Saturday, 8 March 2008

Ballycotton 10 - still on the upward slope.

As this was a programmed recovery week my scheduled runs for Friday and Saturday were short and easy. As Abina was working on Thursday night Saran, our 4 years old boy who still snuggles up to her at night, used me as a substitute - so when 0530 hrs came on friday morning my attempt to slip out for a run was thwarted and I got a further hour+ in bed (I actually felt more tired when I did manage to get up at 0720hrs. I still managed to get 5.85 miles in at lunch time.

With a programmed 2 miles run on Saturday (hardly worth getting out of bed for) I left it for the treadmill at the gym while watching Saran and Ani at their weekly swimming lesson.

and so ................. to the race I had signed up to last November, one of the largest races on the calender the "Ballycotton 10" now in its 31st year.

This morning turned out to be a bright sunny morning with a moderate westerly cool breeze. Given the large numbers, competitors were advised to arrive at Ballycotton before 1130 hrs for the race start at 1330hrs. Thomas picked me up shortly after 1000hrs on his way from Kilorglin and we were off. While the sun was shining Thomas had seen snow enroute from Kerry and strong winds and stormy conditions had been forecast for later in the day.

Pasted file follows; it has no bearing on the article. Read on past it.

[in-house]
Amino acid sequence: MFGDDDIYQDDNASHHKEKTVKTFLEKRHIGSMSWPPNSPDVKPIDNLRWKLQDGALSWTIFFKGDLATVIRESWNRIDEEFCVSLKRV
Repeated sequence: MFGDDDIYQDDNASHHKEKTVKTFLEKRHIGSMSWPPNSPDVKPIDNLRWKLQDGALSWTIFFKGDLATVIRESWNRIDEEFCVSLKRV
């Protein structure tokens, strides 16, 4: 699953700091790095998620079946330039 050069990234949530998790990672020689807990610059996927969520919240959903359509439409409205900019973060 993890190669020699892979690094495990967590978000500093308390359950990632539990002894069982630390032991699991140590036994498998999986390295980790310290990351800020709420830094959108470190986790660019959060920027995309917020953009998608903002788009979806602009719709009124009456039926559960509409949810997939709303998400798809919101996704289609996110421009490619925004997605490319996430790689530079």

We arrived in Ballycotton shortly after 11 and managed to get into one of the temporary carparks close to the village. After parking we met Brendan, a colleague from work who was also running the race. After walking the half mile to the village, browsing around the race HQ - not much to see unless you wanted to buy some last minutes running gear, we headed for the baggage area which was literally a field with some race officials handing out tags with your race number on it and plastic bags to put your belongings in. We hung around for awhile and used the portaloos as we didn't want to tog off and expose our bits to the cold wind until it was absoplutely necessary. Thomas and Brendan compared their garmin 305's (my Polar was left in the shade)
With 40 minutes to go we took off our outer layers, packed our bags and left for the start area. We completed a short warmup run to the end of the pier (bracingly cold when the wind blew) and back to the start area - less than half a mile. We stood between the sub 58 min and sub 65 min signs and counted down the minutes to the start (the last sign I could see was "sub-75 min" - what about all those 80 min plus runners that must have been in the 2,000+ strong crowd).

While Thomas had a 65 minute target (06:30 pace) I had no plan other than to run comfortably fast for the first few miles and see how I felt - obviously I would be keeping an eye on Thomas and Brendan as I didn't expect their paces to be too dissimilar to mine.

Finally the gun went off and we moved slowly forward. I was surprised at how long it took us to cross the start line (about 15 seconds) - The first mile was slow as we ducked and weaved where possible to get past slower runners (why did they start so far forward???) all three of us within 5 yards of each other (I should know as I brought up the rear).